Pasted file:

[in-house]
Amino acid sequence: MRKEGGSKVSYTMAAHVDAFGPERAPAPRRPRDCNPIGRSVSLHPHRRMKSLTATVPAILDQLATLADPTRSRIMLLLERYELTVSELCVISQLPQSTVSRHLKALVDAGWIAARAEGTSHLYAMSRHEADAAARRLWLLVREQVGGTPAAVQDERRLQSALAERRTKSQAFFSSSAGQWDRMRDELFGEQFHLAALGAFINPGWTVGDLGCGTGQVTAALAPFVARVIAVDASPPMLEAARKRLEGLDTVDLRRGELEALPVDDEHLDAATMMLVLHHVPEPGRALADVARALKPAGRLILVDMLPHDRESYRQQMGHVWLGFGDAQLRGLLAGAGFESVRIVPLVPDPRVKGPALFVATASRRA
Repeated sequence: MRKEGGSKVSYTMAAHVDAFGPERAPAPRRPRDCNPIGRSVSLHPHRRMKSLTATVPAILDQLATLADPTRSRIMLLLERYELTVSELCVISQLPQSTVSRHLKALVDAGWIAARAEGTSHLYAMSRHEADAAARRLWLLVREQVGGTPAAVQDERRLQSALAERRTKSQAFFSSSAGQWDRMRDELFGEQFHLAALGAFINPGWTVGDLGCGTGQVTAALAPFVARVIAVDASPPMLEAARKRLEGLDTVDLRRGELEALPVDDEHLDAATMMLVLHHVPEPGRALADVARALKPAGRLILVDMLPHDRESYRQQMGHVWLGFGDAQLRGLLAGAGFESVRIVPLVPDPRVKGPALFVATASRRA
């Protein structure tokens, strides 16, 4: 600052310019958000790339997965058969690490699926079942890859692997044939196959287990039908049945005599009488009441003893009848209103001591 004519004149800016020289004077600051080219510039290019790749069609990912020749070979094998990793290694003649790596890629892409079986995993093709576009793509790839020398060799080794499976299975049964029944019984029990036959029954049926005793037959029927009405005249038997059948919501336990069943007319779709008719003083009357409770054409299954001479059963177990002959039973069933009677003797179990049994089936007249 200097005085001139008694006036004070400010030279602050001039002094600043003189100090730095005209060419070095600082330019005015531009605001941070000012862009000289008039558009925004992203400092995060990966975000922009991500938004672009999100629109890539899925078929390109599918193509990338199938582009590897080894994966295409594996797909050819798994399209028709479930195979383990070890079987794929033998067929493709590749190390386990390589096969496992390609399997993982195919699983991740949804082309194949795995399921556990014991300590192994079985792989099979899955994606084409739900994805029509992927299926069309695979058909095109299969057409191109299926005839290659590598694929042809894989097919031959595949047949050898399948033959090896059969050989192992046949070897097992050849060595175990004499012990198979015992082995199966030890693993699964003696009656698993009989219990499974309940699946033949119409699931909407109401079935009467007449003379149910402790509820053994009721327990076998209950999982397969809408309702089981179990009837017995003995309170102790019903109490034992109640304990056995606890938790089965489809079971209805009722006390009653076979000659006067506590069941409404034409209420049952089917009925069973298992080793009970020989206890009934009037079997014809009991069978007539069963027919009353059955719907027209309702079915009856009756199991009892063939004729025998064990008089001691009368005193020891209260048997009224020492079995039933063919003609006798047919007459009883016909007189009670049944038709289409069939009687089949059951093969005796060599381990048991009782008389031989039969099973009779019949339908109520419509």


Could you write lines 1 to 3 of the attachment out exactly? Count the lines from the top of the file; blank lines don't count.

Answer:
[in-house]
Amino acid sequence: MRKEGGSKVSYTMAAHVDAFGPERAPAPRRPRDCNPIGRSVSLHPHRRMKSLTATVPAILDQLATLADPTRSRIMLLLERYELTVSELCVISQLPQSTVSRHLKALVDAGWIAARAEGTSHLYAMSRHEADAAARRLWLLVREQVGGTPAAVQDERRLQSALAERRTKSQAFFSSSAGQWDRMRDELFGEQFHLAALGAFINPGWTVGDLGCGTGQVTAALAPFVARVIAVDASPPMLEAARKRLEGLDTVDLRRGELEALPVDDEHLDAATMMLVLHHVPEPGRALADVARALKPAGRLILVDMLPHDRESYRQQMGHVWLGFGDAQLRGLLAGAGFESVRIVPLVPDPRVKGPALFVATASRRA
Repeated sequence: MRKEGGSKVSYTMAAHVDAFGPERAPAPRRPRDCNPIGRSVSLHPHRRMKSLTATVPAILDQLATLADPTRSRIMLLLERYELTVSELCVISQLPQSTVSRHLKALVDAGWIAARAEGTSHLYAMSRHEADAAARRLWLLVREQVGGTPAAVQDERRLQSALAERRTKSQAFFSSSAGQWDRMRDELFGEQFHLAALGAFINPGWTVGDLGCGTGQVTAALAPFVARVIAVDASPPMLEAARKRLEGLDTVDLRRGELEALPVDDEHLDAATMMLVLHHVPEPGRALADVARALKPAGRLILVDMLPHDRESYRQQMGHVWLGFGDAQLRGLLAGAGFESVRIVPLVPDPRVKGPALFVATASRRA